During the last week of June, I chaired the Literary Managers and Dramaturgs of the Americas (LMDA) conference, which took place in Boston and was hosted by Emerson College, my home institution. The annual gathering is a chance for dramaturgs across the U.S. and Canada to come together and exchange ideas about their craft and the field of theatre and performing arts in general. The theme of this year’s conference, “Building the Future,” was topical. At a time when arts funding is being challenged by other, more pressing social needs, and as audience entertainment habits become more and more solitary, what are the performing arts to do now and in the future, and how does the dramaturgical vision and leadership fit into that new cultural outlook?
With Netflix, YouTube and other Internet services providing any type of entertainment on demand, in the privacy of one’s own home, the ritual of going to see a live performance is becoming increasingly endangered. In the December 2013 issue of the Wall Street Journal, the drama critic Terry Teachout observed: “The idea that you might voluntarily go out at night to see a half-dozen human beings act out a story in person . . . is now alien to most Americans, especially younger ones.” Going out to see a theatre show or an opera in a crowded theatre is no longer part of our customary social framework. Ironically, as the appeal of these communal rituals declines, Americans are becoming more and more lonely and isolated, seeking refuge in Internet chat rooms and social networks. In a 2012 article on the technosolitude of modern life, the Atlantic concluded that “we have never been lonelier (or more narcissistic)—and . . . this loneliness is making us mentally and physically ill.” What “the epidemic of loneliness is doing to our souls and our society” is yet to be fully understood and analyzed, but as technology makes it increasingly easier to avoid human contact, the consequences of our self-imposed social isolation will be more and more pronounced, changing the fundamental way we relate to ourselves and to one another.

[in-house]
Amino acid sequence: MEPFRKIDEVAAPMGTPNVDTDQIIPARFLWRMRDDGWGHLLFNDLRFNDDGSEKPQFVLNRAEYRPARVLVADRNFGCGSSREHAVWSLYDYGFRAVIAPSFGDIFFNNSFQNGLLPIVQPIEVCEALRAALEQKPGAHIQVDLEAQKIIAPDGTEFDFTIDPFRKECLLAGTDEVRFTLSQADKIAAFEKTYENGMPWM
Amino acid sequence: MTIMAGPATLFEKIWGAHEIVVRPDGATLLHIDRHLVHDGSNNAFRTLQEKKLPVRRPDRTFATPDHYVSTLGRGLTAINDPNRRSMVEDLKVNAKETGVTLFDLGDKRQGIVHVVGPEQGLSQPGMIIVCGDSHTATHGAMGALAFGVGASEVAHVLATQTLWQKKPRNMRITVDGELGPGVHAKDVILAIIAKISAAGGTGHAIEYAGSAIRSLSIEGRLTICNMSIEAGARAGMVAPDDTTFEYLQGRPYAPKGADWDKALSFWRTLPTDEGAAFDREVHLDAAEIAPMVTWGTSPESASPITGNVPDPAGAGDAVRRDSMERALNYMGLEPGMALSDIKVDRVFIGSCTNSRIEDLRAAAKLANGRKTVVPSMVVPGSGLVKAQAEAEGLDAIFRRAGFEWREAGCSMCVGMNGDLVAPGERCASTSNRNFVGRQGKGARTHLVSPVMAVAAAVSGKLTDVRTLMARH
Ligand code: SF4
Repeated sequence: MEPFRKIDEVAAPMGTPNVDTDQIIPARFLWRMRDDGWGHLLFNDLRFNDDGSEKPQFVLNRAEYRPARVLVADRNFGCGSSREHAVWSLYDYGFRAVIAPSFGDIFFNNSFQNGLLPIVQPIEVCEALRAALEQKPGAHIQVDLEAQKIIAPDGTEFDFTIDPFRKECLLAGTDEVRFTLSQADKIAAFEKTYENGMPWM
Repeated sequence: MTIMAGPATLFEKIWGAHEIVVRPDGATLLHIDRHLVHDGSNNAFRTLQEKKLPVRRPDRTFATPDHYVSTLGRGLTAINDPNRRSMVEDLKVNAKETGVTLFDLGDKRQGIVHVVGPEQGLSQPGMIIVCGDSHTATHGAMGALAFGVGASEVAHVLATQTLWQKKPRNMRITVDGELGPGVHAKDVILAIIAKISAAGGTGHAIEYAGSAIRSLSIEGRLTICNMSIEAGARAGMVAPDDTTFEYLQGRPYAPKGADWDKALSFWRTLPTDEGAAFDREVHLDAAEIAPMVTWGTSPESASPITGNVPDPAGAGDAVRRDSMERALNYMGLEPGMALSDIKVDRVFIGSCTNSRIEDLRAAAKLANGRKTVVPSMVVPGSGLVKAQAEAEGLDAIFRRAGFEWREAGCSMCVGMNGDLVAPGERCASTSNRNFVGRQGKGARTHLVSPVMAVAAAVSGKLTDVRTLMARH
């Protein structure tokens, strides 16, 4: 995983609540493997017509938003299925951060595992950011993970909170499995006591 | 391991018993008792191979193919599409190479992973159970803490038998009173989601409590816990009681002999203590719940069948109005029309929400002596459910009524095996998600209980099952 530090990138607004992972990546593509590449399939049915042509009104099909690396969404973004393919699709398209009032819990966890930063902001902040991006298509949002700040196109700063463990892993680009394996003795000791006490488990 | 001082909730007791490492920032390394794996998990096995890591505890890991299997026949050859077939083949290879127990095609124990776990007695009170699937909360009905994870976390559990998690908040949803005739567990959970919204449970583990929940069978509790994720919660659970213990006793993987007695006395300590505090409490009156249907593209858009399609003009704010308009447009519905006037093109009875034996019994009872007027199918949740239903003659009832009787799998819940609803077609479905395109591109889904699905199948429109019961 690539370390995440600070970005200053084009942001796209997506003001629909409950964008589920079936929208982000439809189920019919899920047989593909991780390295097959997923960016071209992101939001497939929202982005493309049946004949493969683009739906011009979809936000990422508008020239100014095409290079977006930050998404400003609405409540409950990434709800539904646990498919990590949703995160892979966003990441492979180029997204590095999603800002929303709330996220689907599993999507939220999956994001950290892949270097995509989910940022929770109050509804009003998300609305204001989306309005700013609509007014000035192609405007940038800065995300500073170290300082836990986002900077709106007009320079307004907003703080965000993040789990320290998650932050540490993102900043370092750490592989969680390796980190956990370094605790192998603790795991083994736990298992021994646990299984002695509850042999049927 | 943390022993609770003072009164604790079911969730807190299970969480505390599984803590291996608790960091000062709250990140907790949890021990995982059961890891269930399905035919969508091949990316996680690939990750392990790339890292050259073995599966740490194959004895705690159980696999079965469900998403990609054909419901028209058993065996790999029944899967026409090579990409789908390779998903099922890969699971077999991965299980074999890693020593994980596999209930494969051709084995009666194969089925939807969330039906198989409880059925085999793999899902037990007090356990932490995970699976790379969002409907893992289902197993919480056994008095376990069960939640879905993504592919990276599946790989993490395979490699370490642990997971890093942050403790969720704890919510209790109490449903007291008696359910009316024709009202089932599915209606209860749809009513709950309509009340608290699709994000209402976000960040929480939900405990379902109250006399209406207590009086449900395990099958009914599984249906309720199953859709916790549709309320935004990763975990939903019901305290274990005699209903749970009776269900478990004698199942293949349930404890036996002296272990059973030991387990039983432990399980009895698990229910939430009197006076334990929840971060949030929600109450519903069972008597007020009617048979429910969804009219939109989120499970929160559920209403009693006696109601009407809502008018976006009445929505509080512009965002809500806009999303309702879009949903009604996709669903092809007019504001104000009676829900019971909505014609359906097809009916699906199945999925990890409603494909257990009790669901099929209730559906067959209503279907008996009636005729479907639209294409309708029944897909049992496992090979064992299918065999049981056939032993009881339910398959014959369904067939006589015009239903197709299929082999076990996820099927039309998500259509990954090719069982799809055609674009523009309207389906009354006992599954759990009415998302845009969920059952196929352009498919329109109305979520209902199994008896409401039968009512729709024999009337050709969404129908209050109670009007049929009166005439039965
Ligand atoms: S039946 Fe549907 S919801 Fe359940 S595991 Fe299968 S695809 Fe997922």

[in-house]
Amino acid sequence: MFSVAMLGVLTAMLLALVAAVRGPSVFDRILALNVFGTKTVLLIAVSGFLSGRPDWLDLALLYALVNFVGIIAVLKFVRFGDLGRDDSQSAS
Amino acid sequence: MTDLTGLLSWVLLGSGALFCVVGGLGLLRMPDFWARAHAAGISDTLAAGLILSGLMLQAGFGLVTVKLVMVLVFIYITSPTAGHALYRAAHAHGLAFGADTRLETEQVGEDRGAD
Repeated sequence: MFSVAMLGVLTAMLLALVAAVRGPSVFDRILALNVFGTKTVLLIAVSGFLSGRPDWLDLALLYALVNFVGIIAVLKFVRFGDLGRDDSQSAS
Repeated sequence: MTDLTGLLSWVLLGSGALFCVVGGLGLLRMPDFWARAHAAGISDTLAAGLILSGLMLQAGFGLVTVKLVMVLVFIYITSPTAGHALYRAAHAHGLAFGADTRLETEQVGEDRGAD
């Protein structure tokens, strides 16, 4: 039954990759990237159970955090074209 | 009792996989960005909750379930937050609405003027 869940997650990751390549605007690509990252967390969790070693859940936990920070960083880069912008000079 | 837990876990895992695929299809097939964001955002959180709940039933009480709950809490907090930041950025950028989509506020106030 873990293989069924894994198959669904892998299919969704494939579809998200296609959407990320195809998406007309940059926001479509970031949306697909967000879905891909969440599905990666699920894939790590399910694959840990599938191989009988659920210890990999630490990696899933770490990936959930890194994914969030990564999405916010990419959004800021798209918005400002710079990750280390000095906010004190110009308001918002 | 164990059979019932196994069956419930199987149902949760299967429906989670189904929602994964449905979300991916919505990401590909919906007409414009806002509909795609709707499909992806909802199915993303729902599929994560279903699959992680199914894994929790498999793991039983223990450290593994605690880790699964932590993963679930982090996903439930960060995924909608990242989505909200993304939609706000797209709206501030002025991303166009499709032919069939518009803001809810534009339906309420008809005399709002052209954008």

How does the shared real-life experience offered by performing arts fit into that new paradoxical landscape of postmodern culture? The performing arts have always provided a platform for discussion of broad social, political, moral and philosophical questions. Greek dramas, Shakespearean tragedies, Mozart’s soaring tales have led us through and towards common understanding of our human position vis-à-vis the silence of the universe. What function will the performing arts have in the 21st century as the paradigm of American loneliness is slowly becoming a global phenomenon, as other developed and developing nations replicate our lifestyles?
The LMDA Boston conference attempted to answer some of these challenges of the modern world. The three main plenary sessions, “Dramaturgy and Leadership,” “Inter-institutional Collaborations” and “Digital Networks,” provided a vision of the future in which performing arts are an integral part of a new digital, new media kaleidoscope. Performing arts are moving towards a multidisciplinary, collaborative and globalized mode of art-making, changing at the same time the relationship between live performance and the audience, which expects progressively more sophisticated and challenging narratives. New collaborative technologies, peer-to-peer exchange platforms and user-driven feedback create new opportunities for dramaturgs to become cultural, interdisciplinary and inter-institutional mediators, leaders and context managers in an ever-more demanding world of images, news and sound bites. The fact that Boston was hosting the LMDA conference is a testament to our city’s vitality and intellectual and artistic leadership in the increasingly more complex conversations about art, politics and our very self-representation and self-definition.
Terry Teachout, “How Theatres Can Combat the Stay-at-Home Mindset.” Wall Street Journal, December 25, 2013, http://online.wsj.com/news/articles/SB10001424052702304866904579266882201324884 (accessed December 25, 2013).
Stephen Marche, “Is Facebook Making Us Lonely?” The Atlantic, April 2, 2012, http://www.theatlantic.com/magazine/archive/2012/05/is-facebook-making-us-lonely/308930/ (accessed July 7, 2014).